Search through our extensive range of Hot & Cold Treatments. The use of hot and cold therapy has been in practice for hundreds of years proving to be an effective for of pain relief.
Hot & Cold Therapy
What is Hot Therapy and How Does it Work?
The core function of hot or heat therapy is to increase the level of circulation of blood around a specific area - in this case it is where there is pain. The heat from the therapy does exactly this and enables a higher rate of blood circulation to the applied area. This can then decrease the amount of pain and act as a calming treatment meaning there is relief of pain and at the same time healing can take place to rectify the underlying muscular issue.
Heat pads and patches are regarded as ‘dry heat’ as the contact to the skin is dry, as opposed to other forms of heat therapy such as taking a warm bath that are regarded as a wet or moist heat.
What Can Hot Therapy Treat?
There are a number of conditions, aches and pains that heat therapy and treatment is said to help. The most common is muscular aches and pains as well as general aches and pain in joints, however if an area is raised, swollen, bruised or has an open wound, the advice is to use cold therapy instead.
The treatment of heat therapy is usually localised to one specific area on the body unless using heat therapy in the form of a sauna (a dry heat) which could aid the recovery of multiple areas.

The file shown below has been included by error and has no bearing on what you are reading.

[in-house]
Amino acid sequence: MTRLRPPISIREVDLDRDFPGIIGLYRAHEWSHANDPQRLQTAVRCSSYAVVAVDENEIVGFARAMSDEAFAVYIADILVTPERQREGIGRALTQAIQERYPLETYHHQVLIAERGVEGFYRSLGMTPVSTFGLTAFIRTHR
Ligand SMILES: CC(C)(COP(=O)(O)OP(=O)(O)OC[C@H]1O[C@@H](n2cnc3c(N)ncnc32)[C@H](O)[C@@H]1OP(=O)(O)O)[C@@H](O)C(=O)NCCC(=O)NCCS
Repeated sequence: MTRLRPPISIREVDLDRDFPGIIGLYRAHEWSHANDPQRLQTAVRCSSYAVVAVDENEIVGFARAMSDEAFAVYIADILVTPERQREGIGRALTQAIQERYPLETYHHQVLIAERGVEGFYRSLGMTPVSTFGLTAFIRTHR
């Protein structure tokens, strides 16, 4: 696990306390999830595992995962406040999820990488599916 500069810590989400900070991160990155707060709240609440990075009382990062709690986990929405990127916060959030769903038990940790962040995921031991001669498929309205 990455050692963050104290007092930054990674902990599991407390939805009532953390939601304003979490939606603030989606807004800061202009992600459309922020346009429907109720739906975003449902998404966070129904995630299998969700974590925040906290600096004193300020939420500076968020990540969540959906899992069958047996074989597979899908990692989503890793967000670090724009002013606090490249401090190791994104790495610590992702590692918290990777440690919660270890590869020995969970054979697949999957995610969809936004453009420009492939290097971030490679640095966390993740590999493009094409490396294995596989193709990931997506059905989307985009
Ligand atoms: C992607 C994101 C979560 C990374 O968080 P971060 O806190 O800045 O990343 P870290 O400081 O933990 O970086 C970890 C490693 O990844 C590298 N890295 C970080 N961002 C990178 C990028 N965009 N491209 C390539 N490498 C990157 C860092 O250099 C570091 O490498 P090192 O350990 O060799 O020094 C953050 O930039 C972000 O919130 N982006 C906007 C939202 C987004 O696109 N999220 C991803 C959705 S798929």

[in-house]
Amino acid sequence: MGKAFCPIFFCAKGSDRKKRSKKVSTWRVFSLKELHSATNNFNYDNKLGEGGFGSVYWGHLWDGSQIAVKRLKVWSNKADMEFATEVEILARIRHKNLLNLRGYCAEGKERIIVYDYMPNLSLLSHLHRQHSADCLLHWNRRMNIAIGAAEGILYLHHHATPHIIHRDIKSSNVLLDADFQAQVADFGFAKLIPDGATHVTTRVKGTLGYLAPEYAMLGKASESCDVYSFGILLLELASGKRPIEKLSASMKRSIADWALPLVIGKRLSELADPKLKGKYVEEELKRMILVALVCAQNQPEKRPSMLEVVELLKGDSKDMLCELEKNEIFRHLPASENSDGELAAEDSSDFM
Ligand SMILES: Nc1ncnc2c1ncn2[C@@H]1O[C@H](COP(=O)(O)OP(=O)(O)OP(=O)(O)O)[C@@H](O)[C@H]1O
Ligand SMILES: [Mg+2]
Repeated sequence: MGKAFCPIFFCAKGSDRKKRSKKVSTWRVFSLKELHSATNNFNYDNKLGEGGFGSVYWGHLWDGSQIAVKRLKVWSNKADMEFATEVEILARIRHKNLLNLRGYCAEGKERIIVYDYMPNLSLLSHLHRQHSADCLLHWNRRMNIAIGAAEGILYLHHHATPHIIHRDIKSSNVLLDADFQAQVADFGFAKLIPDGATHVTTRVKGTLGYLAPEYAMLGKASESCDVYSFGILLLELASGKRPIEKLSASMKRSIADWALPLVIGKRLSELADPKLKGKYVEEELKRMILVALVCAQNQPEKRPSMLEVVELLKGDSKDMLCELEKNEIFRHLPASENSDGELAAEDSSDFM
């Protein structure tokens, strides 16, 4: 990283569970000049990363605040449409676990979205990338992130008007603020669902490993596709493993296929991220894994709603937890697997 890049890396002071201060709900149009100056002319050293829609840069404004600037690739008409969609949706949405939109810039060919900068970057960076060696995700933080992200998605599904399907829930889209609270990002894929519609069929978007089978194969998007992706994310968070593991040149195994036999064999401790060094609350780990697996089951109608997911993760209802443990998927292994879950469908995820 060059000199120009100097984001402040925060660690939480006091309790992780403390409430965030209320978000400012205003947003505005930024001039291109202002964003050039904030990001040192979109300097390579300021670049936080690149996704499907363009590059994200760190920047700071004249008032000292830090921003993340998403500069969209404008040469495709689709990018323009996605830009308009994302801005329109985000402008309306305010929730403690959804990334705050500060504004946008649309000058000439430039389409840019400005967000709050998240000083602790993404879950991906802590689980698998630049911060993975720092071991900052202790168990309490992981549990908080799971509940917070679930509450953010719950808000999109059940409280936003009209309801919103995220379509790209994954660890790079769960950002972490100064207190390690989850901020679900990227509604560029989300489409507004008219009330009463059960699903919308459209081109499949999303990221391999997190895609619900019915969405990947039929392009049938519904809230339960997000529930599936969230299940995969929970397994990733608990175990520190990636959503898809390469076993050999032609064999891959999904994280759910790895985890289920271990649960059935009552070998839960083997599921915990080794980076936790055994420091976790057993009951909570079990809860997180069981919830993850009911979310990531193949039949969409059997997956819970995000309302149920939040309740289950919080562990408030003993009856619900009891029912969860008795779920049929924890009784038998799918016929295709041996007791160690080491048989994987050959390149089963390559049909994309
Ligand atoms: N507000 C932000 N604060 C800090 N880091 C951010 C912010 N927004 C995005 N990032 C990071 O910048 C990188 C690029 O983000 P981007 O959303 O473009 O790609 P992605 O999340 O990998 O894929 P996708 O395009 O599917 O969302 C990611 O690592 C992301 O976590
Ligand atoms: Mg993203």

Other cases where hot therapy should not be used include but are not limited to; eczema, dermatitis, diabetes, and MS as well as use during pregnancy where you should seek medical advice from your GP before using heat therapy.
How to Use Heat Therapy
Quite simply, depending on the method, the heat should be applied for a decent amount of time and up to a couple of hours can often be regarded as normal.
Some areas can benefit and gain relief from shorter stints of application of around 15 minutes however anything that is regarded as a more severe pain, the longer period is advised.
What is Cold Therapy and How Does it Work?
In much of the opposite to heat therapy, with cold therapy of ‘cryotherapy’, the aim is to reduce the blood flow from a certain affected area. This is done to encourage reduction in swelling, inflammation and subsequently the pain.
It is also understood that the drop in temperature in the surrounding nerved can reduce or block pain signals back to the brain which in turn is also a pain relieving method.
Cold therapy is often done in a couple of ways - either through cold packs applied to the skin or through ice baths.
The ice baths are commonly used in sports for athletes after an intense workout for a full body treatment.
How to Use Cold Therapy
Cold therapy is recommended to be applied in short stints unlike heat therapy and a maximum of 20 minutes is advised and this can be repeated multiple times throughout the day.
It is important to note that ice packs or cold packs should not have direct contact with skin, therefore wrapping these in a towel first is strongly advised to prevent any further damage to that particular area.